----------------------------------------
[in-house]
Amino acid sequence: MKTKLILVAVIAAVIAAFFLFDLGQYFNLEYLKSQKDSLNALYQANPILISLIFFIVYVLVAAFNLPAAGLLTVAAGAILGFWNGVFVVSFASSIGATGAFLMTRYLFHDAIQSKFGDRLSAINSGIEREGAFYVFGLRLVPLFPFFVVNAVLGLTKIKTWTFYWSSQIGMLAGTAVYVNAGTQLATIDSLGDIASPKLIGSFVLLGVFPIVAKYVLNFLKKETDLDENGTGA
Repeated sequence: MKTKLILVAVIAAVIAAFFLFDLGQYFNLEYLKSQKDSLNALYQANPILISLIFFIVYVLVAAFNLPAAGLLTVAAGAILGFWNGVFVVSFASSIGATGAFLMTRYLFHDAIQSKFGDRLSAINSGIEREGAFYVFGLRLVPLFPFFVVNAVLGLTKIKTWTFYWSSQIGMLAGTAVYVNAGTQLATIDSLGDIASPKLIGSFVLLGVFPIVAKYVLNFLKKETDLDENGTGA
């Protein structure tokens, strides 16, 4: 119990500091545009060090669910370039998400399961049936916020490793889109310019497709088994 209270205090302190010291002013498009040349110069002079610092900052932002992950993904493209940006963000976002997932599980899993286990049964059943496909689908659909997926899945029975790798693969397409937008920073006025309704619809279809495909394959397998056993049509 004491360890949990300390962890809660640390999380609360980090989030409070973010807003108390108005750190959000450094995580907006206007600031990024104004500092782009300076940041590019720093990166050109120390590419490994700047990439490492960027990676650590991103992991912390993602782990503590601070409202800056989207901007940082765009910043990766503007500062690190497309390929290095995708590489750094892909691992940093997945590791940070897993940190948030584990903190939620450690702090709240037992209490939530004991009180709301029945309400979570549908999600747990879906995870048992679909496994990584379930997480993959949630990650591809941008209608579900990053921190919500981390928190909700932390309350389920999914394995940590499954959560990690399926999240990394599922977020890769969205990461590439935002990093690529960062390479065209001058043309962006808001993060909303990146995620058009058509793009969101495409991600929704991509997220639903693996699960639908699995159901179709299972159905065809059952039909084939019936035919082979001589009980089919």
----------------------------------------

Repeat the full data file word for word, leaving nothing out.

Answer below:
[in-house]
Amino acid sequence: MKTKLILVAVIAAVIAAFFLFDLGQYFNLEYLKSQKDSLNALYQANPILISLIFFIVYVLVAAFNLPAAGLLTVAAGAILGFWNGVFVVSFASSIGATGAFLMTRYLFHDAIQSKFGDRLSAINSGIEREGAFYVFGLRLVPLFPFFVVNAVLGLTKIKTWTFYWSSQIGMLAGTAVYVNAGTQLATIDSLGDIASPKLIGSFVLLGVFPIVAKYVLNFLKKETDLDENGTGA
Repeated sequence: MKTKLILVAVIAAVIAAFFLFDLGQYFNLEYLKSQKDSLNALYQANPILISLIFFIVYVLVAAFNLPAAGLLTVAAGAILGFWNGVFVVSFASSIGATGAFLMTRYLFHDAIQSKFGDRLSAINSGIEREGAFYVFGLRLVPLFPFFVVNAVLGLTKIKTWTFYWSSQIGMLAGTAVYVNAGTQLATIDSLGDIASPKLIGSFVLLGVFPIVAKYVLNFLKKETDLDENGTGA
């Protein structure tokens, strides 16, 4: 119990500091545009060090669910370039998400399961049936916020490793889109310019497709088994 209270205090302190010291002013498009040349110069002079610092900052932002992950993904493209940006963000976002997932599980899993286990049964059943496909689908659909997926899945029975790798693969397409937008920073006025309704619809279809495909394959397998056993049509 004491360890949990300390962890809660640390999380609360980090989030409070973010807003108390108005750190959000450094995580907006206007600031990024104004500092782009300076940041590019720093990166050109120390590419490994700047990439490492960027990676650590991103992991912390993602782990503590601070409202800056989207901007940082765009910043990766503007500062690190497309390929290095995708590489750094892909691992940093997945590791940070897993940190948030584990903190939620450690702090709240037992209490939530004991009180709301029945309400979570549908999600747990879906995870048992679909496994990584379930997480993959949630990650591809941008209608579900990053921190919500981390928190909700932390309350389920999914394995940590499954959560990690399926999240990394599922977020890769969205990461590439935002990093690529960062390479065209001058043309962006808001993060909303990146995620058009058509793009969101495409991600929704991509997220639903693996699960639908699995159901179709299972159905065809059952039909084939019936035919082979001589009980089919």